Hubert Burda Media

Must-see exhibitions in Hong Kong this September

Shows by David Salle, Marco Brambilla and Apichatpong Weerasethakul are opening in the next few weeks.

"Smoke Kools" (2014-2016) by David Salle. © David Salle, licensed by VAGA, New York. Courtesy the artist and Lehmann Maupin, Hong Kong

Hong Kong’s cultural scene has exploded at an international level since the launch of the annual Art Basel in Hong Kong fair in 2013. But for art lovers who want to discover smaller exhibitions outside of that week-long event in March, there are plenty of other shows to see. From post-apocalyptic, sci-fi imagery to artists that challenge cultural conventions, we pick three shows that have made the top of our must-see list this month.

David Salle exhibition at Lehmann Maupin (from September 8 – November 12)

Often described as the artist who redefined neo-expressionism, American artist and graduate of California Institute of Arts David Salle presents this solo exhibition at the Hong Kong outpost of Lehmann Maupin.

Having studied under famed painter and printmaker John Baldessari, Salle’s vibrant paintings are known to mix emotion and eroticism. Salle, who’s obsessed with paintbrushes, is famous for his collages: his previous stints at the art departments of various romance and pornographic magazines have proven their value.

In describing his own work, the phrase “constructed quality” is as specific as Salle could get. There’s no randomness, but rather a systematic ensemble of divergent parts that work together. “A jazz orchestra of instruments that work great individually, yet creates a startling dialogue when put together,” Salle has said.

Be aware that this exhibition is not for the traditionalist. Expect absurd combinations of contrasting portraits and still-life, complementary colours and nudity.

Creation (Megaplex) 3D (2012) by Marco Brambilla. Courtesy of the artist and Simon Lee Gallery

Creation (Megaplex) 3D (2012) by Marco Brambilla. Courtesy of the artist and Simon Lee Gallery

Marco Brambilla exhibition at Simon Lee (from September 9 – October 4)

If the contrast between portraits and still-life is not exciting enough to kick off your day, try vortex video collages by Marco Brambilla that combine Julie Andrews from The Sound of Music, the final line-up at Miss Universe, hallucinatory apocalyptic imagery and Renaissance paintings from the likes of Botticelli and Michelangelo.

These swirling, galactic videos by the New York and Berlin-based artist explore the overload of visual imagery in society. Brambilla's work has gripped the attention of sci-fi and fantasy addicts who refer to Brambilla as the master of visual overload. ‘Power’, the music video/modern art montage by man of the hour Kanye West, was directed and produced by Brambilla.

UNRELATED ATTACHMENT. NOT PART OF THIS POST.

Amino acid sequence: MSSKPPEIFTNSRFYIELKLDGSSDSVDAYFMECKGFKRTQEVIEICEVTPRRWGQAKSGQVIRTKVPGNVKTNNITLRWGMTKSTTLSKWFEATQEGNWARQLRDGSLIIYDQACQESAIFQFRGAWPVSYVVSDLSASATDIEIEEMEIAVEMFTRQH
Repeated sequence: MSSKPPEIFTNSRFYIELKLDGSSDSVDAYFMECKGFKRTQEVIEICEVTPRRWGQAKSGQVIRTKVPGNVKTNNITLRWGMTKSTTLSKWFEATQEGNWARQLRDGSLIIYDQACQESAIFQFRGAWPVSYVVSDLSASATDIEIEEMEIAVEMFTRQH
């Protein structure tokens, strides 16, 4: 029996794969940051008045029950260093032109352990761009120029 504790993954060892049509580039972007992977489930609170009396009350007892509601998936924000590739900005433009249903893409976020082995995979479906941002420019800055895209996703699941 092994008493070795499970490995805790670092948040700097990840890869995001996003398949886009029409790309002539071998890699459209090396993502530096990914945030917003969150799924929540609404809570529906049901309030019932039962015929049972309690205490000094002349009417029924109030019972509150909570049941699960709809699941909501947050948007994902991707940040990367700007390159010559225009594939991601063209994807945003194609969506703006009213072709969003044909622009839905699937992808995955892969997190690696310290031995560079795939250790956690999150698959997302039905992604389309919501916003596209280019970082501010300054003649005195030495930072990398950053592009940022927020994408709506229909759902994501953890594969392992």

“The main idea… was to create a fracture between the concept itself and the way it’s expressed in the most pop, most banal imagery of a Hollywood film; you’re dealing with something that has a real underpinning historically and has been interpreted in many very serious ways,” Brambilla explained when asked about the video.

As the final, most technically complex instalment of the Megaplex trilogy, Creation – which Brambilla is showing at Simon Lee Gallery in Hong Kong – is set within a DNA helix. This exhibition is the first Brambilla show in Hong Kong, where the spiralling work will be shown in both 3D and virtual reality headsets.

Power Boy (Mekong) by Apichatpong Weerasethakul. Courtesy the artist

Power Boy (Mekong) by Apichatpong Weerasethakul. Courtesy the artist

Apichatpong Weerasethakul exhibition at Para Site (from September 18 – November 27)

Film director Apichatpong Weerasethakul’s travelling exhibition The Serenity of Madness comes to Hong Kong's Para Site after a stop in Japan, where he’s been promoting his independent films.   

Winner of the prestigious Cannes Palme d’Or in 2010, Weerasethakul prescribes to instincts rather than rules, experimentation rather than commerciality, setting himself apart as a director from the general film industry in Thailand. As some of his films explore controversial topics, Weerasethakul doesn’t show some of his films in Thailand and has been pushed into producing shorter films and photography projects.

The Serenity of Madness brings together some rarely-seen short films, scripts sketches and unseen materials. Memory and animism plays a large role in his creative process of filmmaking. As the self-described introvert once proclaimed, “movie is a powerful tool to be behind it all, to look with a different angle and replace your eyes’. His powerful visuals will provoke your imagination and encourage you to see films with a political and spiritual lens.